This paper discusses an approach to possibility-driven design as an alternative to traditional problem-driven design approaches. The first parts discuss merits and challenges when designing for possibilities, and present some examples of existing design theories that exemplify the potential contribution of this view on design. Next, a five-staged possibility-driven design process is introduced, in which personal anecdotes are collected, selected, and analysed as a main fuel for the design process. A design case is reported that applied this process to the design of office furniture. A positive, personal anecdote of an office worker about ‘dissolving in the moment’ was selected as the main design theme for designing a novel experience in the office mediated by a chair. The design case is used to discuss details of a possibility-driven design approach. Finally, we reflect on the suitability of the approach for different design scenarios, its limitations, and possible (future) applications.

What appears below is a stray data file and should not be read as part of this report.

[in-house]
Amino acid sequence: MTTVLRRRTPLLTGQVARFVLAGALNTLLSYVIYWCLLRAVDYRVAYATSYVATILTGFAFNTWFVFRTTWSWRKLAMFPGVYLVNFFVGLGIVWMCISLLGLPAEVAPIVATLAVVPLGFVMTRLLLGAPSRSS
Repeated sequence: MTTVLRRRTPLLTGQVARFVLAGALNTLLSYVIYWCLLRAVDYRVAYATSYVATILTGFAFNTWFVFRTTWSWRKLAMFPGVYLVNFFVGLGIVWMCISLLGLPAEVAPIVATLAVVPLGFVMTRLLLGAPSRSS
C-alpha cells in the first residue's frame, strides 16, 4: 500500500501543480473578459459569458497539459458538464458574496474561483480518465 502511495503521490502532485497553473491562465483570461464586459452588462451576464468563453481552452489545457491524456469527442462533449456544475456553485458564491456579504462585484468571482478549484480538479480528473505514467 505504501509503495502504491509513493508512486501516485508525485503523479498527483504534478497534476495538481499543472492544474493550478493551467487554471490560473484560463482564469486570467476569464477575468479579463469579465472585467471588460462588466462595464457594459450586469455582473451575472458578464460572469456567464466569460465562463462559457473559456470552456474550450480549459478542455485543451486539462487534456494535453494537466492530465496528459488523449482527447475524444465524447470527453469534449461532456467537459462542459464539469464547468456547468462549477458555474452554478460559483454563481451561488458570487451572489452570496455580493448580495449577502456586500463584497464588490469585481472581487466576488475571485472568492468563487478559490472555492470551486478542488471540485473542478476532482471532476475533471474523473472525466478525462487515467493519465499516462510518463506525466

Jimenez, S., Pohlmeyer, A.E., Desmet, P.M.A., & Huzen, G. (2014). Learning from the Positive: A Structured Approach to Possibility-Driven Design. In J. Salamanca, P. Desmet, A. Burbano, G. Ludden, J. Maya (Eds.). Proceedings of Colors of Care: The 9th International Conference on Design & Emotion, pp. 607-615.